Professor George Is At It Again


The American Principles Project, founded by Princeton Professor Robert george, has launched a new initiative called "Get Conservative." The goal seems to be to keep the GOP steadfast on social issues, specifically opposition to gay marriage. Of course, the APP does not have much influence to begin with, and it is difficult to see how this new "initiative" will garner them much more. In the counsels of the GOP, the first principles that matter remain the principles of profit and the market, and the market looks at gays and it sees high levels of disposable income.
In fact, I suspect that this new initiative is not aimed at garnering influence. It is a fundraising device. Ever since Anita Bryant, it has been a truism of conservative fundraising that nothing gets those checkbooks out faster than a little gay-bashing. Maybe someone on the staff at the APP wants a new pool.

Webb Not Running for Re-Election


Sen. Jim Webb of Virginia has announced he will not be running for re-election in 2012. The GOP candidate is likely to be former Governor and Senator George Allen, whom Webb defeated in 2006. We don't know who the Democratic candidate will be, but I suspect we know his religion. Either former Governor Tim Kaine or former Congressman Tom Perriello are the two obvious choices to contest Allen and both are Roman Catholics.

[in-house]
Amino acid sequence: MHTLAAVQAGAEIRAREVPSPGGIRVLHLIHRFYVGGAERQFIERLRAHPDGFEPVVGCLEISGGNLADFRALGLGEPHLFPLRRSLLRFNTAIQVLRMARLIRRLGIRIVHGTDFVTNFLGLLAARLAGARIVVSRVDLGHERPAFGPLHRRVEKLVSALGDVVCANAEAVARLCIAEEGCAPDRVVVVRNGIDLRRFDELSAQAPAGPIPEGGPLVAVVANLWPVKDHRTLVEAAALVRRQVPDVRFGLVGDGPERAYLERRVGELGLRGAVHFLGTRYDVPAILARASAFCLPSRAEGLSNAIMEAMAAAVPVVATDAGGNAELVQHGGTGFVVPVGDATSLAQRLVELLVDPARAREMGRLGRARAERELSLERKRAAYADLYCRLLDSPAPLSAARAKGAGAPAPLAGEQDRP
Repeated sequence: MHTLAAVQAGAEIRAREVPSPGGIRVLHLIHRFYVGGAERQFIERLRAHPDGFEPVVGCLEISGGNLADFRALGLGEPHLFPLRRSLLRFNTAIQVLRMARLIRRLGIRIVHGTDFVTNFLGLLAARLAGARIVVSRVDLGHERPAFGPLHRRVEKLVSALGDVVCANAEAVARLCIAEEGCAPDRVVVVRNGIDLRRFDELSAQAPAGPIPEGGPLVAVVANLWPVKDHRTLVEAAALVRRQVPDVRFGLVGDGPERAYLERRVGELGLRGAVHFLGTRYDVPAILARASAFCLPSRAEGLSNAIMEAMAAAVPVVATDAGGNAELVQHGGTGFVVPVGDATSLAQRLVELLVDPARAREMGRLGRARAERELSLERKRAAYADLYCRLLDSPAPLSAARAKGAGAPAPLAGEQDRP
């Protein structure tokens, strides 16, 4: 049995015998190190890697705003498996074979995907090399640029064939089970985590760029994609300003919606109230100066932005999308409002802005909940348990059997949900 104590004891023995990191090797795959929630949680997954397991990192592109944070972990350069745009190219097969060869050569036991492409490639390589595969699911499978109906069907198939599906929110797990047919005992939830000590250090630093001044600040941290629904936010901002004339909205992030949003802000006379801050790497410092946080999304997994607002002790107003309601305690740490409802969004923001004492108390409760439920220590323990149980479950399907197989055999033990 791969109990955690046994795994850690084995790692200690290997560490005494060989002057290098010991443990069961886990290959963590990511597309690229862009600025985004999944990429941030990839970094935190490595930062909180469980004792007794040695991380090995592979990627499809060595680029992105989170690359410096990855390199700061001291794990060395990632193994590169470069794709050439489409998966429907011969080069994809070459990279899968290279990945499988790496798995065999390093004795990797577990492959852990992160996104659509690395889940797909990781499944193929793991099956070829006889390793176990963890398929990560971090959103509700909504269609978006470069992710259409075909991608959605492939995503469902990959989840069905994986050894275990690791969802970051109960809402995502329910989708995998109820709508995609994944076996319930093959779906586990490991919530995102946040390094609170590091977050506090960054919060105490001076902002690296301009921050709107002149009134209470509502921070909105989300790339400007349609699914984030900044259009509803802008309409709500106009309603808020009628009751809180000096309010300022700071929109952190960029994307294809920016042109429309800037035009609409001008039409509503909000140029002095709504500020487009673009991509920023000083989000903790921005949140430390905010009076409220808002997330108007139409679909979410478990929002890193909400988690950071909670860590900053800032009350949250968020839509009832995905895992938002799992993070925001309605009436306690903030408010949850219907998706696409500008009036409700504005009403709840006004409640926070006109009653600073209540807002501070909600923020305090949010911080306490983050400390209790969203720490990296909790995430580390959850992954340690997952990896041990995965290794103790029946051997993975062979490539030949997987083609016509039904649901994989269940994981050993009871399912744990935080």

Webb's announcement also permits us a window into the way washington political operatives think. The National Republican Senatorial Committee issued a statement begging for the Democrats to nominate Tim Kaine, whom it identifies as "President Obama's number one cheerleader in Washington." Funny, that is not how most Virginians think of the popular former Governor.

Pius XII & the Jews


My friends at The New Republic ran an unfortunate review of a recent book about the Vatican's dealings with the Third Reich. I do not come to praise Pius XII and there is no need to bury him, as he already lies interred in the grotto of St. Peter's Basilica. But, the review suffers from some claims that show a woeful lack of historical accuracy.
For example, when the reviewer, John Connelly, a professor of history at the University of California at Berkeley, writes that, "Pius XI watched as storm troopers arrested priests and nuns for offenses to “morality,” and wondered whether to condemn Nazism—but neither he nor Pacelli found the right words, and a pattern of reticent neutrality set in," he is evidently unaware of Pope Pius XI's encyclical Mit Brennender Sorge, written in 1937 and smuggled into Germany, with the help of the future Cardinal Spellman, which clearly denounced Nazism.

Yes to High Speed Rail


My colleague Rich Heffern posted yesterday about the Obama administration's request for $63 billion in new funding for high-speed rail and light-rail projects.
Last night on "Hardball," Chris Matthews asked why America is the only place you can't get on a high speed rail for travel between major cities, as he and his wife Kathleen recently did while traveling from Rome to Florence. China and Japan are way ahead of the U.S. in this area also.

Abortion & Hypocrisy


Yesterday, the House Judiciary Committee’s subcommittee on the Constitution held a hearing on Rep. Chris Smith’s “No Taxpayer Funding for Abortion Act.” The hearing was contentious, as political discussions of abortion policy usually are, and has earned plenty of media coverage. The Washington Post wrote about it here and Politico has an article here. But, the debate over abortion is not just contentious, it is also curious because of the way it exposes the intellectual and philosophic inconsistencies of both parties.


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November 20-December 3, 2015